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SCSB Lunch Series: Caroline Robertson, Ph.D.
April 6, 2018 | 12:00 pm - 1:00 pm
Date: Friday, April 6, 2018
Time: 12:00pm – 1:00pm
Speaker: Caroline Robertson, Ph.D.
Affiliation: Postdoctoral Fellow, MIT McGovern Institute, Incoming Assistant Professor, Dartmouth College
Talk Title: “Advancing a Marker of Reduced GABAergic Action in the Autistic Brain: Pharmacological Investigations”
Abstract: We have recently developed a robust and replicated behavioral marker of autism in visual perception — reduced perceptual suppression during binocular rivalry (Robertson et al., 2013, JNeuro) — which links to the reduced action of the inhibitory neurotransmitter γ-aminobutyric acid (GABA) in the autistic brain (Robertson et al., 2016, Current Biology).
Our current work aims to develop this marker as tool to facilitate animal and genetic research and pharmacological interventions in the condition. Towards this end, here we tested a causal link between the strength of perceptual suppression during rivalry and the inhibitory neurotransmitter, GABA, using pharmacological manipulations.
22 healthy adults participated in each of three separate studies, investigating the effects of a GABAA modulator (Clobazam; study 1), a GABAB modulator (Arbaclofen; study 2), and a Cl- channel modulator (Bumex; study 3) on binocular rivalry dynamics. Each study took place over 3 days, in a counter-balanced double-blind design. On each of the experimental days, a participant was given either a drug or a placebo, and participated in a short binocular rivalry experiment after the drug had come into effect. Each GABAergic modulator exerted a strong effect and specific effect on perceptual suppression during rivalry. Importantly, binocular rivalry dynamics were highly test-retest reliable across testing days (all Rho > 0.65, all p < 0.001), and measures of drowsiness did not influence key results.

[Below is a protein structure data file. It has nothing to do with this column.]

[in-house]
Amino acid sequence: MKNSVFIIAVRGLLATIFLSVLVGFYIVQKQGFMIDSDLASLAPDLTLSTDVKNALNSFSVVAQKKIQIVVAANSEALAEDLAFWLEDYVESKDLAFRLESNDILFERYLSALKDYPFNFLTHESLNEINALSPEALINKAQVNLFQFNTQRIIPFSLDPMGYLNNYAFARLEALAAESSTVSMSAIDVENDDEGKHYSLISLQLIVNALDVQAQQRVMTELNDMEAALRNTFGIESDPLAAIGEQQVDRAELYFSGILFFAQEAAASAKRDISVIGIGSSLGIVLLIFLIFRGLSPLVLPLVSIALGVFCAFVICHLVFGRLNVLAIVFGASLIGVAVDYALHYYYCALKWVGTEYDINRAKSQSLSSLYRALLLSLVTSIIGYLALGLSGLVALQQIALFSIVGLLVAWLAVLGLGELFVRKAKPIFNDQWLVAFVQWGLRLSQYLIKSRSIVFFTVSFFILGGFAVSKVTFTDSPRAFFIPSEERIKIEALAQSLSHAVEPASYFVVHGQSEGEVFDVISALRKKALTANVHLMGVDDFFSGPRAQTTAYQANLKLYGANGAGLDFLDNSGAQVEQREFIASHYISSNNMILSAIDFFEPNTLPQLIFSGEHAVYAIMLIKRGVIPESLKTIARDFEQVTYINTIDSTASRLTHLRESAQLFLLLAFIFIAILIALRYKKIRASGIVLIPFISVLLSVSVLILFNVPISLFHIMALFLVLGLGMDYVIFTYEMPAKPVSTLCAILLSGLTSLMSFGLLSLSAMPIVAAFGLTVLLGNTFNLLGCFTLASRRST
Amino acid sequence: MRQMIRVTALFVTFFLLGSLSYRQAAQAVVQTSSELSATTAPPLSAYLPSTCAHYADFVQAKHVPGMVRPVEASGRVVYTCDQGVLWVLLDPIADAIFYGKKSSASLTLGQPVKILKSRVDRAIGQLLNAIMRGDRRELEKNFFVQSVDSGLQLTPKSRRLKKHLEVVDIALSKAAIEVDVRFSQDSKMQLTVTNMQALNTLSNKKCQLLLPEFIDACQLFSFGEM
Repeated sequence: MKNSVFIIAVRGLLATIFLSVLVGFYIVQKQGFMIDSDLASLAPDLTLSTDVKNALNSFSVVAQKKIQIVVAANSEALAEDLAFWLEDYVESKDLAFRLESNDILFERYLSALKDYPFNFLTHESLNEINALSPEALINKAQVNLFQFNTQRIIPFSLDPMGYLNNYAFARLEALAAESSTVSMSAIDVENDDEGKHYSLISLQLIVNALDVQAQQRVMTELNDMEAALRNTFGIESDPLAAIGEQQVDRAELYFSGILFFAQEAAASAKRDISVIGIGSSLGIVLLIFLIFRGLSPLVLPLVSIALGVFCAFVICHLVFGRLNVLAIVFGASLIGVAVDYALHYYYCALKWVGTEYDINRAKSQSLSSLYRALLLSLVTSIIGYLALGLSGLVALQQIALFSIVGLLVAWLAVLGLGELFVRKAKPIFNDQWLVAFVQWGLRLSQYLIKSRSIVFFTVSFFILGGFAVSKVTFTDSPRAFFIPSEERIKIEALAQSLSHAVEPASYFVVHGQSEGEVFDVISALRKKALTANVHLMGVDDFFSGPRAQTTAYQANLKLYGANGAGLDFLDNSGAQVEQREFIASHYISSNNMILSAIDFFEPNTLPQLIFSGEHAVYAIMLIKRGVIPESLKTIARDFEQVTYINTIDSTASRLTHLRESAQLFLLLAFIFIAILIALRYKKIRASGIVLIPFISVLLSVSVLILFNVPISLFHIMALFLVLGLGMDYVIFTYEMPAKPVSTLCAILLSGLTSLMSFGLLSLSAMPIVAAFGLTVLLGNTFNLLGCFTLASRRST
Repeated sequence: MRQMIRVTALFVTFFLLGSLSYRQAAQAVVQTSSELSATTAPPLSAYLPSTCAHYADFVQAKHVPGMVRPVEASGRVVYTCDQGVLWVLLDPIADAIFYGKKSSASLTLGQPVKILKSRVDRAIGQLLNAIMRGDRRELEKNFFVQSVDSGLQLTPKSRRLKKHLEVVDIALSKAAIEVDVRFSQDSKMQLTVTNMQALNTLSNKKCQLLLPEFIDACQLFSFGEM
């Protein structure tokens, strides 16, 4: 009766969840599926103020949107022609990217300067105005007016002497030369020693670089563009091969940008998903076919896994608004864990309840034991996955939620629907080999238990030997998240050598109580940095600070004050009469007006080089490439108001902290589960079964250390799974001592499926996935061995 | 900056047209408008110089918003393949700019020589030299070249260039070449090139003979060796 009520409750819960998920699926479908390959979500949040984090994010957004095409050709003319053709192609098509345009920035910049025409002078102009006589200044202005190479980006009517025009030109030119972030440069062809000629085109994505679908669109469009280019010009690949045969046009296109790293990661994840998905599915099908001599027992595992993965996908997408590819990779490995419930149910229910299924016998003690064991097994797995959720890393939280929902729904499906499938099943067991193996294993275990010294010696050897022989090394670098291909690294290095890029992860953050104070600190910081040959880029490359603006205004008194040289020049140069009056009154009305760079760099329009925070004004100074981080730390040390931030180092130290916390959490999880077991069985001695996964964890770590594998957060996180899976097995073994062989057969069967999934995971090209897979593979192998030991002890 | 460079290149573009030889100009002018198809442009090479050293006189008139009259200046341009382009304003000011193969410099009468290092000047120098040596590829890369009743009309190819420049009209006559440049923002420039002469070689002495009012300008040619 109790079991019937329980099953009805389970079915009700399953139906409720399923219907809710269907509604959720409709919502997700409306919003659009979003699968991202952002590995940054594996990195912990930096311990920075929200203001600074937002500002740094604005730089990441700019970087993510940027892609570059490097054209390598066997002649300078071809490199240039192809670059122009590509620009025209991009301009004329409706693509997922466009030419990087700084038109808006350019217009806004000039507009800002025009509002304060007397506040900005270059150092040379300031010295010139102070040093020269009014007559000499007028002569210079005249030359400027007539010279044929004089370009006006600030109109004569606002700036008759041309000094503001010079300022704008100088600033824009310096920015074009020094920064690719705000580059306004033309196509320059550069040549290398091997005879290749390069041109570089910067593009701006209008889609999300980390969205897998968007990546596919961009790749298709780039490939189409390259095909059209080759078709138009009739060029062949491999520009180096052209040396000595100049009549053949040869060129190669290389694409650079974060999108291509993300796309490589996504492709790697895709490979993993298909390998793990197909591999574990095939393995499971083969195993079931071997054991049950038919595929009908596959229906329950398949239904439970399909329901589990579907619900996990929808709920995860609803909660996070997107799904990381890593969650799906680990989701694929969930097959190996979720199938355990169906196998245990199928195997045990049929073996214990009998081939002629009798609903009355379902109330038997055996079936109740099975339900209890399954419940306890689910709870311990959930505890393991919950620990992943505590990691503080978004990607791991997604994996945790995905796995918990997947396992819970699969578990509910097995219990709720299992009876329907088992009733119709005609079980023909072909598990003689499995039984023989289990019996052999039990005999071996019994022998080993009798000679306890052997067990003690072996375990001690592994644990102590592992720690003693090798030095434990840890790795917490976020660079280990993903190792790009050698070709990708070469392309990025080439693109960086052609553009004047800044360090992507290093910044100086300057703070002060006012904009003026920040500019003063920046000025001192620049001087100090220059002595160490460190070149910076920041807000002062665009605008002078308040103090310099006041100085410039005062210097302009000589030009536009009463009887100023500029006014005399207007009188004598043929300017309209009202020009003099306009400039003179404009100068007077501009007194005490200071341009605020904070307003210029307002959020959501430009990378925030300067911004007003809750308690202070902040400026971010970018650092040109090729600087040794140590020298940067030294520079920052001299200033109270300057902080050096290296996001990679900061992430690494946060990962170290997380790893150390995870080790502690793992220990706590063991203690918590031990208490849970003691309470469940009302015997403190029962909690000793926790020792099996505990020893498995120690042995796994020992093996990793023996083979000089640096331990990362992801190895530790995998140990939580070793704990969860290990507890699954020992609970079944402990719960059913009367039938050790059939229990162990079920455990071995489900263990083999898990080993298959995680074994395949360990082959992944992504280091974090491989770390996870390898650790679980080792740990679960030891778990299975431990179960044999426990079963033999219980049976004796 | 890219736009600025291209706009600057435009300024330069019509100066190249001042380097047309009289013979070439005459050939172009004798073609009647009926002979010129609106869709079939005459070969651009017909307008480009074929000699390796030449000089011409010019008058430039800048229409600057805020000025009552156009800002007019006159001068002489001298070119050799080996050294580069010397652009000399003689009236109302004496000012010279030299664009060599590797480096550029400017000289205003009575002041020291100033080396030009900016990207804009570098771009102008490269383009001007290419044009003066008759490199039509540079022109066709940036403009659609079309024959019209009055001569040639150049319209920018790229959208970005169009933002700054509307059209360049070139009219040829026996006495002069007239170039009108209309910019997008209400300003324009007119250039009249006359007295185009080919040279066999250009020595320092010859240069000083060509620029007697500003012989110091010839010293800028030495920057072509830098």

These findings provide a causal, mechanistic link between the GABA pathway and perceptual suppression, as suggested by our previous Magnetic Resonance Spectroscopy research and computational models of rivalry. These results also identify specific aspects of the GABAergic pathway which are involved in supporting binocular rivalry. All in all, our results flag perceptual suppression as a marker of GABAergic drug response.